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The History and Background of Japanese Kendo Kata

By Honda Tasuke

(Translated and added to by Robert Stroud)

The Japanese police force first established a unified system of kendo kata by combining various traditional sword schools or Sho Ryu Ha. This was referred to as Keishicho Gekken Kata or Police Department Attacking Motion Kendo Kata.

Kenjutsu Era:

Meiji 13, 1880 Outstanding kenshi, from different ryu ha were hired by the police in order to standardize the instruction of kata and develop a new kata system. By 1886 ten Kata had been created based on different kata of traditional ryu ha.

Meiji 28, 1895 Dai Nihon Butokukai (Great Japan Martial Virtues Association) established.

Meiji 32, 1899 Butokuden (Kyoto, Okazaki area) built.

Meiji 39, 1906 Butokukai unified kenjutsu ryu ha because kendo had been introduced as a subject for the public school system. Dai Nihon Butokukai Kendo Kata. At that time three kamae were established, Gedan no kamae (person), Chudan no kamae (earth) and Jodan no kamae (sky).

Ryu Ha Major Sensei
Shinto Munen Ryu Watanabe, Noboru
Shinto Munen Ryu Shibae, Umpachiro
Musashi Ryu Mihashi, Kanichiro
Jikishin Kage Ryu Tokuno, Kanshiro
Kyoshin Mechi Ryu Sakabe, Daisaku
Shinto Munen Ryu Negishi, Shigoro
Jikishin Kage Ryu Abe, Morie

Kendo Era:

Meiji 44, 1911 Kendo became a junior high school subject. Dai Nihon Butokukai started the Butoku Gakkou school. This helped increase the growth of kendo. Therefore a standard kata set which did not favot any one particular ryu was needed for kendo instruction. The Mombusho, the Japanese Ministry of Education, requested to be part of the committee to establish kata through out Japan. Butokukai established a kendo kata research committee, to draft a standard, at the same time. It was composed of 23 experts from various ryu-ha.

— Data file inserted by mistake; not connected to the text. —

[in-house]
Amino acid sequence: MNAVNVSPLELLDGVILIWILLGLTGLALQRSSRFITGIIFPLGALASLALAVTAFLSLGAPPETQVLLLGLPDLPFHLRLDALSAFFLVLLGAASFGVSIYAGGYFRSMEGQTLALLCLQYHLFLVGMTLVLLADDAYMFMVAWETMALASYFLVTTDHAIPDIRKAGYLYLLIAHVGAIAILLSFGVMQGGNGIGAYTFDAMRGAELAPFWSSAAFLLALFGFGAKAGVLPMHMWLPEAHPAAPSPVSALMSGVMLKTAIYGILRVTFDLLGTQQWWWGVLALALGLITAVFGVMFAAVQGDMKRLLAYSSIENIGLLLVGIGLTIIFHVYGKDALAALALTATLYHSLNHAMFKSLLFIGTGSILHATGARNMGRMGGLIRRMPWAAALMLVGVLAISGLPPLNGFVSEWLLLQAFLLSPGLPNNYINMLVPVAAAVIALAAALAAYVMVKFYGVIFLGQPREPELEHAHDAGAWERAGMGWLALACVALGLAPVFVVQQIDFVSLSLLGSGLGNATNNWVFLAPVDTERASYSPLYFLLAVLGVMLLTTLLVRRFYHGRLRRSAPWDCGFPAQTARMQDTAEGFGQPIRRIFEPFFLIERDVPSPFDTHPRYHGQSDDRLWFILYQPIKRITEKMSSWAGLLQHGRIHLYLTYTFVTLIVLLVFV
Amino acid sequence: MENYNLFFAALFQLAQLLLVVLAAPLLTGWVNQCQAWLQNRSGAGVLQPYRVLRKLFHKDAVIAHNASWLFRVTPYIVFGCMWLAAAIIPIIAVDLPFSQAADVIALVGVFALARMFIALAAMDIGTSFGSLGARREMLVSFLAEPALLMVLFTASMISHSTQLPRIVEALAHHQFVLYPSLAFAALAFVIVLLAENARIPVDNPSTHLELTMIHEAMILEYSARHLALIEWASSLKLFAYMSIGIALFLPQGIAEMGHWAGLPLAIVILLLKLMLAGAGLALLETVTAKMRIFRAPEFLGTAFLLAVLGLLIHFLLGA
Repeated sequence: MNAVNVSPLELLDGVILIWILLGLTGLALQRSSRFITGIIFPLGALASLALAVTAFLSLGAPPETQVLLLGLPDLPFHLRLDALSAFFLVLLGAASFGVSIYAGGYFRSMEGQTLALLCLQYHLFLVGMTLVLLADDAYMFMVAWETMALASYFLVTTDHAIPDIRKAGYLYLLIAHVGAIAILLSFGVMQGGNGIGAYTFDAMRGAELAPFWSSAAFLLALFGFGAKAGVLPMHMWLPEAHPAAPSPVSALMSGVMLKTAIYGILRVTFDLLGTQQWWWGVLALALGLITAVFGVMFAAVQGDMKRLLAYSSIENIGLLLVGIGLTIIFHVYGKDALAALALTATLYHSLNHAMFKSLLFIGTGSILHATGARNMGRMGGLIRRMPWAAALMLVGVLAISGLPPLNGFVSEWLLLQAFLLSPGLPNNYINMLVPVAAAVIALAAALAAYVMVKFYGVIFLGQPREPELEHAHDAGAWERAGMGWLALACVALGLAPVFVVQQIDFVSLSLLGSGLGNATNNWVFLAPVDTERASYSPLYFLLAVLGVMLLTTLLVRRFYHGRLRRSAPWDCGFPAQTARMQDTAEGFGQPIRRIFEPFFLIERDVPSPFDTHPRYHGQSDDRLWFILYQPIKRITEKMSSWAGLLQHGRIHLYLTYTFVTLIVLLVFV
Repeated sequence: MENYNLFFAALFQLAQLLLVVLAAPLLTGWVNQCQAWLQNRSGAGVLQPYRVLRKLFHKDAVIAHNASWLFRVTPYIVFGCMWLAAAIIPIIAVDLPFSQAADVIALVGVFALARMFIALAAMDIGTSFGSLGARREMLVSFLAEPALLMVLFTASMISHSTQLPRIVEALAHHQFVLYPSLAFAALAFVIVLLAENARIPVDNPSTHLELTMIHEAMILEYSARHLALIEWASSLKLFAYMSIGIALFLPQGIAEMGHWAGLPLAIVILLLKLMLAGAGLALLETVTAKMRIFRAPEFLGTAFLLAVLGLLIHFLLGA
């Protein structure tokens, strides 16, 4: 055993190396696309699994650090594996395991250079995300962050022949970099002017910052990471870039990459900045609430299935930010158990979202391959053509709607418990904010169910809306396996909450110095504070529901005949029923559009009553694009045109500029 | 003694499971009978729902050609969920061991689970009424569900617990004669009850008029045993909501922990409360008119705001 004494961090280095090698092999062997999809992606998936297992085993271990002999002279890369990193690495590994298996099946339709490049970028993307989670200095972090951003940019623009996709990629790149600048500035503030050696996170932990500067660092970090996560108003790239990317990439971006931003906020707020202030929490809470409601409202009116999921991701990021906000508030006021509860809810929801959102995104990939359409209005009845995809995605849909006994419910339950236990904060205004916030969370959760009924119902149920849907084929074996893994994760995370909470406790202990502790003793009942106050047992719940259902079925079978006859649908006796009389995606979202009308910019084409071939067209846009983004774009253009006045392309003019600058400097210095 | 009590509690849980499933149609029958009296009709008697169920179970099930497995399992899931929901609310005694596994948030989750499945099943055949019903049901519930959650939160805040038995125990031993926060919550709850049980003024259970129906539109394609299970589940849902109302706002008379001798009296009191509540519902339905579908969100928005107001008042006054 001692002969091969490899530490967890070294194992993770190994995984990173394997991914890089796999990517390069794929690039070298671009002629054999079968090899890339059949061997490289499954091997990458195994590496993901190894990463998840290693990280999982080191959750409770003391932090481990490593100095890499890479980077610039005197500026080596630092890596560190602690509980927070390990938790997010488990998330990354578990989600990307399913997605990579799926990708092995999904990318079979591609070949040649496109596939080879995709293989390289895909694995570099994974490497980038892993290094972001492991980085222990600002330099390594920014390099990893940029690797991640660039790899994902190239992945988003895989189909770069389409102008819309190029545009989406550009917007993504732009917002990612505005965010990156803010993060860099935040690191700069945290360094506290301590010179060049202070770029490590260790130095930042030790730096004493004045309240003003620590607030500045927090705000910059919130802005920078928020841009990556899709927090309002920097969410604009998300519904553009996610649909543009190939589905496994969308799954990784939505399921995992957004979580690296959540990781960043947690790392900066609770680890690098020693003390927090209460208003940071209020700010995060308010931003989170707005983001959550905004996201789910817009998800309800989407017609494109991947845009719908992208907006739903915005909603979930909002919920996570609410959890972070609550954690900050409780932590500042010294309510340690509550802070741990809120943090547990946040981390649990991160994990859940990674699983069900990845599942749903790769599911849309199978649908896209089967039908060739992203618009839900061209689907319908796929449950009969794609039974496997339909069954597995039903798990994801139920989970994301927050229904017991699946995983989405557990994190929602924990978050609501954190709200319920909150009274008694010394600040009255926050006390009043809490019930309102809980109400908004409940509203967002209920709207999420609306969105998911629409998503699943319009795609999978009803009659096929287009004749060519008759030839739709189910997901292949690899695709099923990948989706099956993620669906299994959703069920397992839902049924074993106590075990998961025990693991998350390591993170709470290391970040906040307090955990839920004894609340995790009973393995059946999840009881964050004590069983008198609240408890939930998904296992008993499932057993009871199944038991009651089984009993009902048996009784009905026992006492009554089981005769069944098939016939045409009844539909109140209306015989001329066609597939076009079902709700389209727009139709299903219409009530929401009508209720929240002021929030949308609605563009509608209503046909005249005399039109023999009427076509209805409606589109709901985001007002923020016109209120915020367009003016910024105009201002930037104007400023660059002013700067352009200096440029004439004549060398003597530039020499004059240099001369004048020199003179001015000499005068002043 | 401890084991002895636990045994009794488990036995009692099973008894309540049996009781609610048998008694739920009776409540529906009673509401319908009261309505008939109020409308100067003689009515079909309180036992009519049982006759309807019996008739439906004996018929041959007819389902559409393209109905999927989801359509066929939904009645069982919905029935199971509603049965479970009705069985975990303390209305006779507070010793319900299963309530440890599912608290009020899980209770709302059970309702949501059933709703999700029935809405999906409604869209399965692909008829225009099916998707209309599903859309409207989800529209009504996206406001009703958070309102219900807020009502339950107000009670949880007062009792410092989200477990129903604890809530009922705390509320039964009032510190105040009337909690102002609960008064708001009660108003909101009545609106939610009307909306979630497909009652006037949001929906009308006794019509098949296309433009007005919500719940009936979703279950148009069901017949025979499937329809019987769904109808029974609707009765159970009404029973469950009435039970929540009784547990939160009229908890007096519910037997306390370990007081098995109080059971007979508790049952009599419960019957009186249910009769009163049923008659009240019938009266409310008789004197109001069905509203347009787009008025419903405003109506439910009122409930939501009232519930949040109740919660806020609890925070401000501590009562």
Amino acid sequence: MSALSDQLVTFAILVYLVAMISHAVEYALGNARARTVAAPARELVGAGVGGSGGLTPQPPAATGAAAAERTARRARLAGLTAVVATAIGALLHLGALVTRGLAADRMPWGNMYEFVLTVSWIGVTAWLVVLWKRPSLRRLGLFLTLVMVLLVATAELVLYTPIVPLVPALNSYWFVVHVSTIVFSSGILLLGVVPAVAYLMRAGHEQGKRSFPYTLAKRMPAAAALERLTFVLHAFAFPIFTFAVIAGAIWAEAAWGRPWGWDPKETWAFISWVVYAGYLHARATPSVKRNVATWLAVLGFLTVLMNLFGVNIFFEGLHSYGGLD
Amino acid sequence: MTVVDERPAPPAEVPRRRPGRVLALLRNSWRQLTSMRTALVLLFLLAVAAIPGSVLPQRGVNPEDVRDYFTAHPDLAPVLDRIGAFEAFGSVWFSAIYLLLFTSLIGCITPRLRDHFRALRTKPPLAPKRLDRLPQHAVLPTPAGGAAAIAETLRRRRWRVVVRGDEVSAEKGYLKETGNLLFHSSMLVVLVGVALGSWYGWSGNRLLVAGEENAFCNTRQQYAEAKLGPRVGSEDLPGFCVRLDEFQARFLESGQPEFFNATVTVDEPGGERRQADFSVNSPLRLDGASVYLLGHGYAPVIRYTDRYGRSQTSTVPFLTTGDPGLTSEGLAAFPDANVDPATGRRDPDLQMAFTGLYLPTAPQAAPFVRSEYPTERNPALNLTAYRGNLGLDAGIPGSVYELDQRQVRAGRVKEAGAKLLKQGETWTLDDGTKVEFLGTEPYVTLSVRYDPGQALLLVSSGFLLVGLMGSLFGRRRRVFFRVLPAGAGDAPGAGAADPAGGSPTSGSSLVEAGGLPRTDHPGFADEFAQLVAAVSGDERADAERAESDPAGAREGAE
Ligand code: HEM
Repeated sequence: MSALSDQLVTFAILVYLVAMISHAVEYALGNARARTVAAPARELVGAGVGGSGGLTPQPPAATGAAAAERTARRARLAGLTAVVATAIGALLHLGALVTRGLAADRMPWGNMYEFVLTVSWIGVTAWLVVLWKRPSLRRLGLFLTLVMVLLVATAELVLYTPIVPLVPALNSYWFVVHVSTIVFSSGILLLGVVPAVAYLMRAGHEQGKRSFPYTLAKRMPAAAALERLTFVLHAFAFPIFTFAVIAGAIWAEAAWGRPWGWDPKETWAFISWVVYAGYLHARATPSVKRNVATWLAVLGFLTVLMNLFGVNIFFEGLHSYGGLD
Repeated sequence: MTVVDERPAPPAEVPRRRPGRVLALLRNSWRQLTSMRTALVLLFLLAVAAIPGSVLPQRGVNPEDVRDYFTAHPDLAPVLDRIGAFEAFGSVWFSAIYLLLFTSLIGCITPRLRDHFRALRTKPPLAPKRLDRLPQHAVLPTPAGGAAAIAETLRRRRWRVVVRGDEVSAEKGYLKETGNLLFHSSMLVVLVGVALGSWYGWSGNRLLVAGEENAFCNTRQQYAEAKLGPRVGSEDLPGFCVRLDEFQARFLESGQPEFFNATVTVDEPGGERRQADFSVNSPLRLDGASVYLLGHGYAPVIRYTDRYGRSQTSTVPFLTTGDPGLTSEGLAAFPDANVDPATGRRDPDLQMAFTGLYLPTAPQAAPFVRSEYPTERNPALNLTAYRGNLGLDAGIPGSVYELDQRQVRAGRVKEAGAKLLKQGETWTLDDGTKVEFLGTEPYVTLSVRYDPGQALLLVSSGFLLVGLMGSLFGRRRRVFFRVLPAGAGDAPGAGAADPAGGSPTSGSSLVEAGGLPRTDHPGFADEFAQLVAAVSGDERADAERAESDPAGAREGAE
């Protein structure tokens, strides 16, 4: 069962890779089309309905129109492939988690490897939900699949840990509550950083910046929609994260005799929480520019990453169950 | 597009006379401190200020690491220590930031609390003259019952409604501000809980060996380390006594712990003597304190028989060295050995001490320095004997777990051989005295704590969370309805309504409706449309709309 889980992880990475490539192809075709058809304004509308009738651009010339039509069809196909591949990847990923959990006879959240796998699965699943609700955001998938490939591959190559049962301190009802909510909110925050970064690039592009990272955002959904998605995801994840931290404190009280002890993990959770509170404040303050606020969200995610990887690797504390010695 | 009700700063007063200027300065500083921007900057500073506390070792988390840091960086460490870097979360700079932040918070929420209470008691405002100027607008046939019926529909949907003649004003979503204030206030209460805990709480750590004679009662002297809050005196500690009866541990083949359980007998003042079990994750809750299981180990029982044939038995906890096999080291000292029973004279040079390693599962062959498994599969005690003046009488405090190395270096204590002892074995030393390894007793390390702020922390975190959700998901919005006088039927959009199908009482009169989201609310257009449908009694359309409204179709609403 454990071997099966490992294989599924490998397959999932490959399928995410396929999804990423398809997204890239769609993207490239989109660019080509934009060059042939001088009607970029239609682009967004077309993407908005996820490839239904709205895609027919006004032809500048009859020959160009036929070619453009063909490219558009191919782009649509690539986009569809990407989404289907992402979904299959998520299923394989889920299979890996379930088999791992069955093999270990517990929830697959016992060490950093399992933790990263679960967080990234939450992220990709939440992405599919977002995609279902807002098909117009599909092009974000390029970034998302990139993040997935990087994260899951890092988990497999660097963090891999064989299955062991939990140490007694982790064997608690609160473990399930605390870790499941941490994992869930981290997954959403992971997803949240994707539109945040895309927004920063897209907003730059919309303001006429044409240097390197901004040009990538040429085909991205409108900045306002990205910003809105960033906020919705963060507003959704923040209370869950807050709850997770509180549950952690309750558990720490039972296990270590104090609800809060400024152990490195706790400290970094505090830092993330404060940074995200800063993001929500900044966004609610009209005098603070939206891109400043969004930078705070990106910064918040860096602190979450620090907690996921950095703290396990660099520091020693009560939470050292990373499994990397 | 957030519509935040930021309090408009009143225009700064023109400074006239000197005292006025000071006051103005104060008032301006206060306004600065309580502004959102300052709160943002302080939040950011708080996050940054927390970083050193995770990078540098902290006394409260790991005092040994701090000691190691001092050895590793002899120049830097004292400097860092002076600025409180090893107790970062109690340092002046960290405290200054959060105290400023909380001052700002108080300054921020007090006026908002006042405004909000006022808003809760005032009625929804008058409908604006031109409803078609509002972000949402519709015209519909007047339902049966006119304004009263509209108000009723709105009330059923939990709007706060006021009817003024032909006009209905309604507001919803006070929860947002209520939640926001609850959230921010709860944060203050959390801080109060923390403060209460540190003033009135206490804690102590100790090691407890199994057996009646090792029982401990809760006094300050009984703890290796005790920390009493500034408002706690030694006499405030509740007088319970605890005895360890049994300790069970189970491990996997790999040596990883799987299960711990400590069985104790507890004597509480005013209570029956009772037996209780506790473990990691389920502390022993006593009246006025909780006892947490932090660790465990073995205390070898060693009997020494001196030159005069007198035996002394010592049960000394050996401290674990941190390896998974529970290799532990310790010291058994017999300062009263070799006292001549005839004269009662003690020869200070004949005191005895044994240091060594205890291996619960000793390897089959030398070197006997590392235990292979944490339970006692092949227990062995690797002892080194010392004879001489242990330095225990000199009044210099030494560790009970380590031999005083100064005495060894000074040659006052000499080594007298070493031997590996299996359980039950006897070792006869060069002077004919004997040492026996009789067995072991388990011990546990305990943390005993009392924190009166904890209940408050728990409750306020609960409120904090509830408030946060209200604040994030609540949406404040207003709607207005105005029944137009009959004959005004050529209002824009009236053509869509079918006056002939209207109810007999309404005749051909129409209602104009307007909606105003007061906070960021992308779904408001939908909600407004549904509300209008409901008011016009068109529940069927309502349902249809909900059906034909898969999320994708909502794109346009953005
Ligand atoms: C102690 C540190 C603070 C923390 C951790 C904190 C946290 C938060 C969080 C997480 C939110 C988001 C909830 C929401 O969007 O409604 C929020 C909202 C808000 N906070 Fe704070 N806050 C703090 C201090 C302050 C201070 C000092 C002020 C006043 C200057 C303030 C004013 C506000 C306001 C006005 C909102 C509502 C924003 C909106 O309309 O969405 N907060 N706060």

Taisho 1, 1912 Dai Nihon Teikoku Kendo Kata or Great Imperial Japan Kendo Kata October completed. It consisted of 7 tachi long sword forms and 3 kotachi short sword forms.

Taisho 16, 1917 Additional kendo kata material added to standard by Naito, Takaharu; Takano Sasaburo; Kadona, Tadashi; Nakayama, Hakudo and Minatobe, Kuniharu. Showa 8, 1933 With more additions to the original standard the material was finalized.

















Kodachi Ipponme


Kodachi Nihonme


Kodachi Sanbome


ZNKR Seitei Gata

Iaido is art of simultaneously drawing and cutting with the katana (Japanese samurai sword). (can be said to be around 400 years old, since the method of wearing the sword thrust in ones obi on the left side was not popular until shortly before the start of the Tokugawa period, 1603-1868.)

In 1967 the ZNKR created the first 7 iai waza, created from numerous iaido ryu. The forms consisted of three seiza, one tate hiza and three tachi-ai kata.
In 1977 three more tachi-ai forms were added, bringing the total to ten. 
In 2000/2001 two more were added, bringing the total to 12.

Opening torei
1 - Mae (To the Front)
One enemy in front in seiza.

2 - Ushiro (To the Rear)
One enemy in seiza behind you.

3 - Uke Nagashi (Take and give back)
One enemy on the left in seiza.
4 - Tsuka ate (Strike with the handle)
In tate hiza, one enemy in front and one behind.
5 - Kesa giri (Diagonal cuts)
One enemy approaches from the front.
6 - Morote tsuki (2 handed thrust)
Two opponents from the front, one from behind.
7 - Sanpo giri (3 direction cuts)
Three enemies, one in front and one on each side.
8 - Ganmen ate (Strike to face)
One enemy in front and one behind.
9 - Soete tsuki (Companion hand thrust)
One enemy on the left.
10 - Shiho giri (4 direction cuts)
Four opponents, approaching from the four corners.
11 - So giri (Many cuts)
One or more enemies approaching from the front.
12 - Nuki uchi (Draw & Cut down)
One enemy attacks from the front.

Closing rei

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